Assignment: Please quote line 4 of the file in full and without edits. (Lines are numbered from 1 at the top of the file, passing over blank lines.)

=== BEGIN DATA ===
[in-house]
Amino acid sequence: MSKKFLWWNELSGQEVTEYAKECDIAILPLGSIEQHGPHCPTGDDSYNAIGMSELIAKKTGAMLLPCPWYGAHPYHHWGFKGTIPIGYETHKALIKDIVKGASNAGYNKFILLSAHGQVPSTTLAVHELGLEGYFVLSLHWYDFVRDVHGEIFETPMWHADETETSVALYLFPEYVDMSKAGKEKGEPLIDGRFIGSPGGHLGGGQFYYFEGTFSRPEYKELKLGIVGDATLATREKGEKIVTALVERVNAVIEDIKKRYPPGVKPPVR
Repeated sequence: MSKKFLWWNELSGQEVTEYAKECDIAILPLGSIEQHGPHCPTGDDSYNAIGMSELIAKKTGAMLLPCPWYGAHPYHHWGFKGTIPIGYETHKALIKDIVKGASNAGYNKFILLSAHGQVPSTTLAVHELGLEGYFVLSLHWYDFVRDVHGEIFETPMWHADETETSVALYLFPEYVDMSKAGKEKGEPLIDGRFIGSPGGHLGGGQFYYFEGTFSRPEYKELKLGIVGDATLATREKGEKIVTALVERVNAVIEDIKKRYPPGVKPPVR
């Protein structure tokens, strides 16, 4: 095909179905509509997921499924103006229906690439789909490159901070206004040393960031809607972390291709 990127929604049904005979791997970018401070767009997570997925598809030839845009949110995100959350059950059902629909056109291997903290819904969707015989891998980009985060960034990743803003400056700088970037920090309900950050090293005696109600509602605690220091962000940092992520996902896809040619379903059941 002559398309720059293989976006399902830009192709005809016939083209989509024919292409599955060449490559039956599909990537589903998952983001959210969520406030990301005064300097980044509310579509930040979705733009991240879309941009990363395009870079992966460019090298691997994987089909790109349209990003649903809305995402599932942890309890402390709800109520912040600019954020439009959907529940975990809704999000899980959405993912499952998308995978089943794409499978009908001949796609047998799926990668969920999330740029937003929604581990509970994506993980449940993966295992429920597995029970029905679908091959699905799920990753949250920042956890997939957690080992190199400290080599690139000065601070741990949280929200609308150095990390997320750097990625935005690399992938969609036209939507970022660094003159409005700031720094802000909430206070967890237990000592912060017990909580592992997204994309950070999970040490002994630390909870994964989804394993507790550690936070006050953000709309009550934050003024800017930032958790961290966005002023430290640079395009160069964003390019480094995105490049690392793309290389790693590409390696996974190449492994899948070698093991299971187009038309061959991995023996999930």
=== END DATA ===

């Protein structure tokens, strides 16, 4: 095909179905509509997921499924103006229906690439789909490159901070206004040393960031809607972390291709 990127929604049904005979791997970018401070767009997570997925598809030839845009949110995100959350059950059902629909056109291997903290819904969707015989891998980009985060960034990743803003400056700088970037920090309900950050090293005696109600509602605690220091962000940092992520996902896809040619379903059941 002559398309720059293989976006399902830009192709005809016939083209989509024919292409599955060449490559039956599909990537589903998952983001959210969520406030990301005064300097980044509310579509930040979705733009991240879309941009990363395009870079992966460019090298691997994987089909790109349209990003649903809305995402599932942890309890402390709800109520912040600019954020439009959907529940975990809704999000899980959405993912499952998308995978089943794409499978009908001949796609047998799926990668969920999330740029937003929604581990509970994506993980449940993966295992429920597995029970029905679908091959699905799920990753949250920042956890997939957690080992190199400290080599690139000065601070741990949280929200609308150095990390997320750097990625935005690399992938969609036209939507970022660094003159409005700031720094802000909430206070967890237990000592912060017990909580592992997204994309950070999970040490002994630390909870994964989804394993507790550690936070006050953000709309009550934050003024800017930032958790961290966005002023430290640079395009160069964003390019480094995105490049690392793309290389790693590409390696996974190449492994899948070698093991299971187009038309061959991995023996999930």